“Now this can be a bit difficult to get your mind around, but if you think of a single integrated AI software solution that provides, in one package, the union of the functionality offered by all of the AI software companies that you are aware of, say, Palantir, Dataiku, DataRobot, Databricks, DataStax, Alteryx, TensorFlow, et cetera. That's what we offer to the market. How do we do it? The secret sauce of C3 AI is this concept of a model-driven architecture. Our approach dramatically simplifies complex enterprise application problems so that our customers can rapidly design, develop, provision, operate industrial and commercial scale AI solutions.”

And on January 31, the company put out a press release announcing its new Generative AI Suite (https://www.businesswire.com/news/home/20230131005526/en/C3-AI-Announces-Launch-of-C3-Generative-AI-Product-Suite):

“The C3 Generative AI Product Suite integrates the latest AI capabilities from organizations such as Open AI, Google, and academia, and the most advanced models, such as ChatGPT and GPT-3 into C3 AI’s enterprise AI products.”

The company took several other spurious actions to pump the stock in the past, including a press release indicating a “$500M award for the Department of Defense” (this was merely an authorization for the DoD to spend that limit, and no business was won) and announcing a $100M buyback, which they stopped after $15M of purchases even though the stock then declined >50%. This is not a serious company. 


Executive Turnover

The company has approximately 950 employees, up from around 500 at the December 2020 IPO. They are on their 5th CFO since June 2019 in Juho Parkkinen who was most recently a mid-level (Senior Director) MongoDB accountant. The only other executives they have listed as leadership are Ed Abbo (CTO, former Siebel Systems, at C3 since 2009) and President Houman Behzadi (President, former Siebel Systems, at C3 since 2010).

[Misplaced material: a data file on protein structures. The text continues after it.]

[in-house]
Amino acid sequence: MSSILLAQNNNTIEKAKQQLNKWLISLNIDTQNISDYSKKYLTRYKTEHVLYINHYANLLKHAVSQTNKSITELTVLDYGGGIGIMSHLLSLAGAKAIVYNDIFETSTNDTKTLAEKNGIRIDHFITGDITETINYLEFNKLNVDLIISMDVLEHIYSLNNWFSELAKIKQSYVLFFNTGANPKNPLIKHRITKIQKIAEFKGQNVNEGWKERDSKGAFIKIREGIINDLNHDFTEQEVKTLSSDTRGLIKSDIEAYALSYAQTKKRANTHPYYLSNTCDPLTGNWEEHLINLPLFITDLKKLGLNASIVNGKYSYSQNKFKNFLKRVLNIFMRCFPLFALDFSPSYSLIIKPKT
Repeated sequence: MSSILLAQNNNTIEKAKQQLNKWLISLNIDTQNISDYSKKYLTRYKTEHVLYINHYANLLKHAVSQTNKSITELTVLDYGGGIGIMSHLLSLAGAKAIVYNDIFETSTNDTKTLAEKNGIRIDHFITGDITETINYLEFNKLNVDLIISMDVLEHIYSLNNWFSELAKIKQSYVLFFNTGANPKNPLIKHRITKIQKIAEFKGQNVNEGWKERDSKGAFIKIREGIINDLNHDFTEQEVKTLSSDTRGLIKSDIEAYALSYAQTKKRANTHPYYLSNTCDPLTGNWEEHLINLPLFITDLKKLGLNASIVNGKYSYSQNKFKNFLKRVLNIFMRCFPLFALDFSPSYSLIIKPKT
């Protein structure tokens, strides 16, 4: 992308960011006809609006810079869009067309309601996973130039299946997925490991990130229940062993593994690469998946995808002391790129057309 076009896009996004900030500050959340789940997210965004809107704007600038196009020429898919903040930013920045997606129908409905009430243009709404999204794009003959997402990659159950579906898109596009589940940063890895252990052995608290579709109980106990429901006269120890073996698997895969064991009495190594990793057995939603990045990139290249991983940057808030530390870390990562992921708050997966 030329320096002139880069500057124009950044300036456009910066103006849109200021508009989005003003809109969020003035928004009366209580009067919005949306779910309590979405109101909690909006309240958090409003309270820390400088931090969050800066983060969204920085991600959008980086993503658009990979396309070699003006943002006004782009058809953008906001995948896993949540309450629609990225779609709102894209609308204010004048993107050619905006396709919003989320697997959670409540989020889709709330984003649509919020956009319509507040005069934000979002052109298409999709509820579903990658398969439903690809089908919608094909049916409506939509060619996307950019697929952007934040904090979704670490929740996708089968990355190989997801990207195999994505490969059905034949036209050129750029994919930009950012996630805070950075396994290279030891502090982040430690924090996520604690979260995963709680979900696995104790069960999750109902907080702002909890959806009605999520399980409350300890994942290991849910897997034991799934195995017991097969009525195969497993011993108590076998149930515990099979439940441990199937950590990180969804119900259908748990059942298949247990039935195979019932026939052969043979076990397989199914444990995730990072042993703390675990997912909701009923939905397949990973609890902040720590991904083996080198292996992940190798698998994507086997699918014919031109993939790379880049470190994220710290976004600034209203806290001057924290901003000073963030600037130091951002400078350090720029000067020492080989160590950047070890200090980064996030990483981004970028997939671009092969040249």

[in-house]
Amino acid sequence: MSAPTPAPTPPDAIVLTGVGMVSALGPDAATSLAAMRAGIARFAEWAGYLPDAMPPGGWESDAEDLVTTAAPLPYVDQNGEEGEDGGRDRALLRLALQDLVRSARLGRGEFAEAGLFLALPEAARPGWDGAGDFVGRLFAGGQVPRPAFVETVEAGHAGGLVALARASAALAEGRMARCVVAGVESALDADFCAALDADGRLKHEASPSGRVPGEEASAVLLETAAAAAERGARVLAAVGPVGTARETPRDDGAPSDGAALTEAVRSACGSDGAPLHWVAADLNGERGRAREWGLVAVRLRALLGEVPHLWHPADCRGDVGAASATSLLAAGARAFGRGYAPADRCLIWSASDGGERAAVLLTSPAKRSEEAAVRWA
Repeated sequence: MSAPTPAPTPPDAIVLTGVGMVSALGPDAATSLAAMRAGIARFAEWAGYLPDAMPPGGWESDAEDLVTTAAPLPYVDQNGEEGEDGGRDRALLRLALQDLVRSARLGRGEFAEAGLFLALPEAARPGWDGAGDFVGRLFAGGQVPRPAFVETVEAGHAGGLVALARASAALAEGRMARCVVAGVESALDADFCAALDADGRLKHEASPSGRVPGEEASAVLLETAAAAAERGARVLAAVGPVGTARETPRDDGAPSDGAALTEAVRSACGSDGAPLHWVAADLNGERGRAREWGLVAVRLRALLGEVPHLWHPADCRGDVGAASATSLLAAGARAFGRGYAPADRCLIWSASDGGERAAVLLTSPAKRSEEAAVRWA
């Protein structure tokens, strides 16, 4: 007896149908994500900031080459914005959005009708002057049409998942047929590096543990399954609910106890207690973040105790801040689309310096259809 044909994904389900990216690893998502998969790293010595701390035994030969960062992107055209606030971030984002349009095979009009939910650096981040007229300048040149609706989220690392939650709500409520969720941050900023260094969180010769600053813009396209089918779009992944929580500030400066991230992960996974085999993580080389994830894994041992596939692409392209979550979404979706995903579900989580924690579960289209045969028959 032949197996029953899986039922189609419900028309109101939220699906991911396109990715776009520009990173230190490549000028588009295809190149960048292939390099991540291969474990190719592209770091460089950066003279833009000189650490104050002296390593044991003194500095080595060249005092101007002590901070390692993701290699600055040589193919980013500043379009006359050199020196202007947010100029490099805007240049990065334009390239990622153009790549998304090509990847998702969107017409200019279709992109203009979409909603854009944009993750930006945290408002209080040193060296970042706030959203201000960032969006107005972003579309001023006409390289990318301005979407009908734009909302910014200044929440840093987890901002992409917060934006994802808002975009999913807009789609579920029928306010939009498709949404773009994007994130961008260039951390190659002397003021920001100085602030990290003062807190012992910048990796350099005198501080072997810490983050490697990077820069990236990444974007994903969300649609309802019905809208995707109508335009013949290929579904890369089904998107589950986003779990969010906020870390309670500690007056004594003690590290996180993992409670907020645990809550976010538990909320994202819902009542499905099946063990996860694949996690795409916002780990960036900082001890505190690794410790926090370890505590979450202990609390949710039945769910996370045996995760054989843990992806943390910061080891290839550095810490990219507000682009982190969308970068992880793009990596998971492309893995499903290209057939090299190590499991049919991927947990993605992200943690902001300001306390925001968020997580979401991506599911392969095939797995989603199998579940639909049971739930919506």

Spruce Point highlights 11 VP+ level sales execs that left in the second half of 2021. They lost at least another 18 VP+ GTM execs in 2022:


If you go through LinkedIn, it is hard to find any remaining senior GTM folks. 


Business Slowdown

~33% of the business comes from Baker Hughes. In 2019, Baker Hughes signed a 3 year, $320M deal with C3 where Baker Hughes received 15% of C3 and a board seat. Since then, the agreement has been renegotiated in Baker Hughes’ favor twice (longer duration, lower near-term spend, ability to resell commitment). Baker Hughes CEO Lorenzo Simonelli resigned from the board in late 2021 and BH has reduced its stake in the company down to ~7%. 

The service delivered to Baker Hughes can most generously be described as a custom-built predictive maintenance solution. This is essentially a services business that claims to be selling software, but with well under 100 customers it’s clear that they don’t really create true software products. 

In the quarter ending October 31, C3 grew revenue 7% YoY and -4% QoQ to $62.4M. Their guidance for the quarter ending January 31 implies -7% YoY growth - and they recently missed guidance. Leading indicators of growth, including cRPO and RPO, are both negative YoY. 

Non-GAAP Operating Loss has ranged from $15M - $22M over the last 7 quarters, but next quarter guidance is for a widening loss of $25M - $29M. Stock based comp in the most recent quarter was 80% of revenue - though, in their defense, dilution is slowing and that mostly reflects excessive compensation made in 2020 / 2021. 

Therefore, the current Enterprise Value is 6-7x NTM revenue with no growth, and potentially negative growth over time. At best, this should trade like a services business for 2-3x revenue (~50% equity downside). At worst, their high burn rates will chew away at their cash and the equity will eventually be zero. 


In sum, this is a shrinking business, with widening losses, with no real product, and with huge executive turnover and a history of brazen stock-pump-by-press-release. If you can tolerate some potential AI-related squeeze risk, this is a short that should pay tremendously well in 2023. 

I do not hold a position with the issuer such as employment, directorship, or consultancy.
I and/or others I advise hold a material investment in the issuer's securities.


AI bubble subsides

Earnings in March followed by insider sales